At the end of March 2021, BC restaurants, pubs and bars were again ordered by the BC Provincial Health Officer to move to take-out, delivery, or patio service only. This was the second such indoor service ban since the beginning of the pandemic. At the time, Ian Tostensen, President and CEO of the BC Restaurant and Foodservices Association (BCRFA), expressed concerns that upward of 30% of eateries in BC could be forced to close for good because of this second indoor dining ban. Mr. Tostensen expressed frustrations echoed by many British Columbians, saying “Now it’s getting serious. We’re talking about businesses going under because a certain element of the population don’t want to pay attention to the rules”.
In response to BC’s third wave of COVID-19, and recent spikes in infections rising to over 1000 cases per day in BC, on April 19, Doctor Bonnie Henry announced an extension of the order, which was then published on April 21. The order remains in place until May 25 at midnight, and affects restaurants, coffee shops, cafes, cafeterias, pubs, bars, lounges, nightclubs, liquor manufacturer tasting rooms, and private clubs.
It’s a testament to the courage of owners of eateries and drinkeries that the vast majority comply with Provincial Health Officer’s Orders, even when they have such a negative impact on the business and livelihoods of owners and their employees. The are BC’s unsung heroes, who have made living through a pandemic bearable with the comfort and convenience their services provide. For those restaurants openly defying the indoor dining ban, BCRFA’s position was made clear:
“The actions of a few selfish, arrogant and irresponsible restaurant owners do not in any way reflect the significant effort this industry has made to ensure public safety. As an industry, we have worked too hard to have a few restauranteurs taint our reputation by openly defying the Provincial Health Order.” – Ian Tostensen, BCRFA.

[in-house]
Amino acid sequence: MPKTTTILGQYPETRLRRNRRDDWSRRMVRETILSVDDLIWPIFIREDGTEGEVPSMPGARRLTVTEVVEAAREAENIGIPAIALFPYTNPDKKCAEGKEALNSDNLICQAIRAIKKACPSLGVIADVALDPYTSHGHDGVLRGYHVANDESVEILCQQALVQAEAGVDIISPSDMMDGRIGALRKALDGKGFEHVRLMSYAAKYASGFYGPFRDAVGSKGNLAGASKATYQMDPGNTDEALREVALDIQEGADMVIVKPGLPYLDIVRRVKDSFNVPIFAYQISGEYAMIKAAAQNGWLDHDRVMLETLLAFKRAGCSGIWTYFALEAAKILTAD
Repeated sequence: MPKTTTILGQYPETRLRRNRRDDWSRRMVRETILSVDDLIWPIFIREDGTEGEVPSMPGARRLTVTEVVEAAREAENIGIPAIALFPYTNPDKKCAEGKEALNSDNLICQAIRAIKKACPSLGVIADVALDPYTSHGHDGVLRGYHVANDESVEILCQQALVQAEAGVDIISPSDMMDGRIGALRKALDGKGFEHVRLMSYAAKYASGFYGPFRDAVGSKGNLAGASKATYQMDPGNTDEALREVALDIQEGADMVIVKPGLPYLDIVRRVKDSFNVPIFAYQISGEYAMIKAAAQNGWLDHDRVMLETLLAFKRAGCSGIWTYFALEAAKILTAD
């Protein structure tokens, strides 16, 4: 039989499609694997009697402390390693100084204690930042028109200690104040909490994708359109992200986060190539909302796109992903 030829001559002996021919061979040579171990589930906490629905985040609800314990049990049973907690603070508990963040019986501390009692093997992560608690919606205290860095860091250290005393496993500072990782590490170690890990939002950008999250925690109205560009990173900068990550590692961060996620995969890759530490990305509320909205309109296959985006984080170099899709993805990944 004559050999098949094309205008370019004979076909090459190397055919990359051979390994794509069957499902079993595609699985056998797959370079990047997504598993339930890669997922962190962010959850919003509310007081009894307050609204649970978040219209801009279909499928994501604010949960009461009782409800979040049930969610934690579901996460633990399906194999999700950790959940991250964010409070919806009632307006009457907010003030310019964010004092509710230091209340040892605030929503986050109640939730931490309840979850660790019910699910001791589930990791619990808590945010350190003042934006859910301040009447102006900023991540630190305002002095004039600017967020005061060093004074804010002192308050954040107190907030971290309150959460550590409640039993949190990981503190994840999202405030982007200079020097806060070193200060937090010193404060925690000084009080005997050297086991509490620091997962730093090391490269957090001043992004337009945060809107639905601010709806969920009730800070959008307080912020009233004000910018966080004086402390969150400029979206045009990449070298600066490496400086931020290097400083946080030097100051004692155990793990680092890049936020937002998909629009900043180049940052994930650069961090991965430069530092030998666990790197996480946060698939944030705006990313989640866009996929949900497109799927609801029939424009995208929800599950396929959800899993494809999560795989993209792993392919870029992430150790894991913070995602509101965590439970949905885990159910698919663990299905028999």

The “Circuit Breaker Business Relief Grant” was created by BC government in reaction to the March 31, 2021 indoor service and indoor dining ban. While the grant was welcome relief, when it was first released, many said it was “too little, too late”.
As Rob Shaw pointed out in the Orca article “Panic at the bistro” at the time of the announcement, few of BC’s 14,000 restaurants, cafes, bars, pubs, wineries, and breweries would have been eligible for the full amount of the relief package, which required the business to have 100 or more employees. Most businesses have 5-99 employees and would have been eligible for $5000 (see the original grant amounts in the Wayback Machine archives). On April, 26, BC Jobs Minister Ravi Kahlon announced that an additional $75 million would be added the program.
Other types of businesses became eligible for the grant and funding doubled, as follows:
No employees (or indeterminate for short-term accommodation businesses): $2,000.
1 to 4 employees: $4,000 (was $2,000)
5-99 employees: $10,000 (was $5,000)
100+ employees: $20,000 (was $10,000)
Considering the program was put together in record time, it’s no surprise the “first edition” had issues. The equally fast changes to eligibility criteria and funding amounts are a step in the right direction.
If you run a BC restaurant or liquor business and have questions about COVID-19 policy directives, remaining compliant and up to speed with public health orders, give the experts at Thrive Liquor & Cannabis Advisors a shout! We can’t end the pandemic, but we can make it easier for your business to stay on track and compliant!Book a Free 30-Minute Consultation Today